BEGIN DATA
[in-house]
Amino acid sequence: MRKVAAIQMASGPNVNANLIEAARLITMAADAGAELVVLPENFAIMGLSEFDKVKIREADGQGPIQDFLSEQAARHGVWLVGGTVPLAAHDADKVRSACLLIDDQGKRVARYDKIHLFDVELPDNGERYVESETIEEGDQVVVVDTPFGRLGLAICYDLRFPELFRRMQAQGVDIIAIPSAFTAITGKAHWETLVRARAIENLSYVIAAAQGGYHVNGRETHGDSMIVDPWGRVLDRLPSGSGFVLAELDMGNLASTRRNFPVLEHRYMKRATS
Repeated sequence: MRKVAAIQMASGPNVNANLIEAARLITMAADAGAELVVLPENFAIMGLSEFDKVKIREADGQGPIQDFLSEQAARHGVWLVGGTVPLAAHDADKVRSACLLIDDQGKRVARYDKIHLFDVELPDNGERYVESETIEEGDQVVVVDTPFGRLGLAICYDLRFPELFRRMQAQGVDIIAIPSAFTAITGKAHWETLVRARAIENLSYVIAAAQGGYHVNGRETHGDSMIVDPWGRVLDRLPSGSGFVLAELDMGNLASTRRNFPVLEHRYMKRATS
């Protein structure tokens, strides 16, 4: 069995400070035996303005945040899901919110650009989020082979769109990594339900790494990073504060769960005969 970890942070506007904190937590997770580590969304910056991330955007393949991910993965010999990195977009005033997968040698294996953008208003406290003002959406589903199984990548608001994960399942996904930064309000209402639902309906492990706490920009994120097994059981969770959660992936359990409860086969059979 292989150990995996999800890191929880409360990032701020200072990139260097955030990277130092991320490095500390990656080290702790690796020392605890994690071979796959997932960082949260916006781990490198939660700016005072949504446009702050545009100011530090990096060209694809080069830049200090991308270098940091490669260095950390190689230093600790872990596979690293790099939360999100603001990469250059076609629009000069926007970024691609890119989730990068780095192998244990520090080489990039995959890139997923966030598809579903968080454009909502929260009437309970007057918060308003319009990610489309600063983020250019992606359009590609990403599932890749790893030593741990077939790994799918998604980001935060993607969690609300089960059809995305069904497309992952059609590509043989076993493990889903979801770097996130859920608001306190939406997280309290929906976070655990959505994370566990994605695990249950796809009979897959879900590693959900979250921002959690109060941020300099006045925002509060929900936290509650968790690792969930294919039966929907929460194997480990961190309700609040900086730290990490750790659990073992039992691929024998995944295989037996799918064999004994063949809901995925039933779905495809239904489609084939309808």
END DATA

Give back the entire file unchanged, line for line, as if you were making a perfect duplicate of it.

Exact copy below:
[in-house]
Amino acid sequence: MRKVAAIQMASGPNVNANLIEAARLITMAADAGAELVVLPENFAIMGLSEFDKVKIREADGQGPIQDFLSEQAARHGVWLVGGTVPLAAHDADKVRSACLLIDDQGKRVARYDKIHLFDVELPDNGERYVESETIEEGDQVVVVDTPFGRLGLAICYDLRFPELFRRMQAQGVDIIAIPSAFTAITGKAHWETLVRARAIENLSYVIAAAQGGYHVNGRETHGDSMIVDPWGRVLDRLPSGSGFVLAELDMGNLASTRRNFPVLEHRYMKRATS
Repeated sequence: MRKVAAIQMASGPNVNANLIEAARLITMAADAGAELVVLPENFAIMGLSEFDKVKIREADGQGPIQDFLSEQAARHGVWLVGGTVPLAAHDADKVRSACLLIDDQGKRVARYDKIHLFDVELPDNGERYVESETIEEGDQVVVVDTPFGRLGLAICYDLRFPELFRRMQAQGVDIIAIPSAFTAITGKAHWETLVRARAIENLSYVIAAAQGGYHVNGRETHGDSMIVDPWGRVLDRLPSGSGFVLAELDMGNLASTRRNFPVLEHRYMKRATS
């Protein structure tokens, strides 16, 4: 069995400070035996303005945040899901919110650009989020082979769109990594339900790494990073504060769960005969 970890942070506007904190937590997770580590969304910056991330955007393949991910993965010999990195977009005033997968040698294996953008208003406290003002959406589903199984990548608001994960399942996904930064309000209402639902309906492990706490920009994120097994059981969770959660992936359990409860086969059979 292989150990995996999800890191929880409360990032701020200072990139260097955030990277130092991320490095500390990656080290702790690796020392605890994690071979796959997932960082949260916006781990490198939660700016005072949504446009702050545009100011530090990096060209694809080069830049200090991308270098940091490669260095950390190689230093600790872990596979690293790099939360999100603001990469250059076609629009000069926007970024691609890119989730990068780095192998244990520090080489990039995959890139997923966030598809579903968080454009909502929260009437309970007057918060308003319009990610489309600063983020250019992606359009590609990403599932890749790893030593741990077939790994799918998604980001935060993607969690609300089960059809995305069904497309992952059609590509043989076993493990889903979801770097996130859920608001306190939406997280309290929906976070655990959505994370566990994605695990249950796809009979897959879900590693959900979250921002959690109060941020300099006045925002509060929900936290509650968790690792969930294919039966929907929460194997480990961190309700609040900086730290990490750790659990073992039992691929024998995944295989037996799918064999004994063949809901995925039933779905495809239904489609084939309808």